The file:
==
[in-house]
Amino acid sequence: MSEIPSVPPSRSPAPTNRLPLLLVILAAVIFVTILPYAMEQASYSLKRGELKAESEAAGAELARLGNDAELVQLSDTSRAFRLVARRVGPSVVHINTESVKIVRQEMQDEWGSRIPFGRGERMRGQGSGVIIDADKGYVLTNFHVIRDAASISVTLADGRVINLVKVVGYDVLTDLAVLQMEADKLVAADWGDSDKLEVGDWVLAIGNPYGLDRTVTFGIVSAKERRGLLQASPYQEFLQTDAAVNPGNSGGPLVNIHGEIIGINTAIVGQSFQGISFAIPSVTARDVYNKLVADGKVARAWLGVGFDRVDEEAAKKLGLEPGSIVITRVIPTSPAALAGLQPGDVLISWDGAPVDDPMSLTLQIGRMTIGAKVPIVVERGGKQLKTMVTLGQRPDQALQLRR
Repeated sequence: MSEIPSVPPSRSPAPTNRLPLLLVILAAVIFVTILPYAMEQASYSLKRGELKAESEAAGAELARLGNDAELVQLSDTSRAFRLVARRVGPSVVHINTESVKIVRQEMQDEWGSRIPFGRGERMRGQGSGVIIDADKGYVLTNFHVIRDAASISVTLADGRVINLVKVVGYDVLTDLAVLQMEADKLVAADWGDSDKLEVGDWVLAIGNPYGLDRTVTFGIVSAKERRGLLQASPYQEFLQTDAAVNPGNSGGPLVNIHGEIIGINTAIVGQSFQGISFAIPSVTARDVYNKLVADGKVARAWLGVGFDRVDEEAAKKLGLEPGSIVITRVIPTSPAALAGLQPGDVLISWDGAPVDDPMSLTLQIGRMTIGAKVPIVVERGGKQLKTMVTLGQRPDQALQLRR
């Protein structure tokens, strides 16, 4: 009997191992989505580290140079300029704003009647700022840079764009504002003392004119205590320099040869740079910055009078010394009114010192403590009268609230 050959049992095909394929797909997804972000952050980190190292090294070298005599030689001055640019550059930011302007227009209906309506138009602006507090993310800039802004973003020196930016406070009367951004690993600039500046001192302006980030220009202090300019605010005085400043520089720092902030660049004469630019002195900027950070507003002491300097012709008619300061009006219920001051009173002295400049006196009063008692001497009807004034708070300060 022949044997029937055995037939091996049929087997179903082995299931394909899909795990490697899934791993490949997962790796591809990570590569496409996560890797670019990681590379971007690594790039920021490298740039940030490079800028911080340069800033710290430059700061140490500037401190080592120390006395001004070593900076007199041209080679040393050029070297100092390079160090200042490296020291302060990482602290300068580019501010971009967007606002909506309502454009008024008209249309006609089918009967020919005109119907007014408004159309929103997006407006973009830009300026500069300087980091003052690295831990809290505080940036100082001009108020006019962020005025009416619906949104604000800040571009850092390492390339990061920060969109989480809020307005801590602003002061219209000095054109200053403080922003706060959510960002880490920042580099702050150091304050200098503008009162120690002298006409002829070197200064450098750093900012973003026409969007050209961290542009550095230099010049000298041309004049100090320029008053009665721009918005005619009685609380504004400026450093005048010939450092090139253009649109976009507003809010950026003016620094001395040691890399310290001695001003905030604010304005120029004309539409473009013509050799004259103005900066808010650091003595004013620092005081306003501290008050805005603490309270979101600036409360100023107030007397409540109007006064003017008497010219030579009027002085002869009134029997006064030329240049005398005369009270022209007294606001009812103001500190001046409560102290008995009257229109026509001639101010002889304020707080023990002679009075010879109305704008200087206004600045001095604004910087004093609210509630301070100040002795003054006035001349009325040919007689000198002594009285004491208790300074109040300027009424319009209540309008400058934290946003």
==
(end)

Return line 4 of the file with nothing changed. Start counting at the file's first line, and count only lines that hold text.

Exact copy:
């Protein structure tokens, strides 16, 4: 009997191992989505580290140079300029704003009647700022840079764009504002003392004119205590320099040869740079910055009078010394009114010192403590009268609230 050959049992095909394929797909997804972000952050980190190292090294070298005599030689001055640019550059930011302007227009209906309506138009602006507090993310800039802004973003020196930016406070009367951004690993600039500046001192302006980030220009202090300019605010005085400043520089720092902030660049004469630019002195900027950070507003002491300097012709008619300061009006219920001051009173002295400049006196009063008692001497009807004034708070300060 022949044997029937055995037939091996049929087997179903082995299931394909899909795990490697899934791993490949997962790796591809990570590569496409996560890797670019990681590379971007690594790039920021490298740039940030490079800028911080340069800033710290430059700061140490500037401190080592120390006395001004070593900076007199041209080679040393050029070297100092390079160090200042490296020291302060990482602290300068580019501010971009967007606002909506309502454009008024008209249309006609089918009967020919005109119907007014408004159309929103997006407006973009830009300026500069300087980091003052690295831990809290505080940036100082001009108020006019962020005025009416619906949104604000800040571009850092390492390339990061920060969109989480809020307005801590602003002061219209000095054109200053403080922003706060959510960002880490920042580099702050150091304050200098503008009162120690002298006409002829070197200064450098750093900012973003026409969007050209961290542009550095230099010049000298041309004049100090320029008053009665721009918005005619009685609380504004400026450093005048010939450092090139253009649109976009507003809010950026003016620094001395040691890399310290001695001003905030604010304005120029004309539409473009013509050799004259103005900066808010650091003595004013620092005081306003501290008050805005603490309270979101600036409360100023107030007397409540109007006064003017008497010219030579009027002085002869009134029997006064030329240049005398005369009270022209007294606001009812103001500190001046409560102290008995009257229109026509001639101010002889304020707080023990002679009075010879109305704008200087206004600045001095604004910087004093609210509630301070100040002795003054006035001349009325040919007689000198002594009285004491208790300074109040300027009424319009209540309008400058934290946003």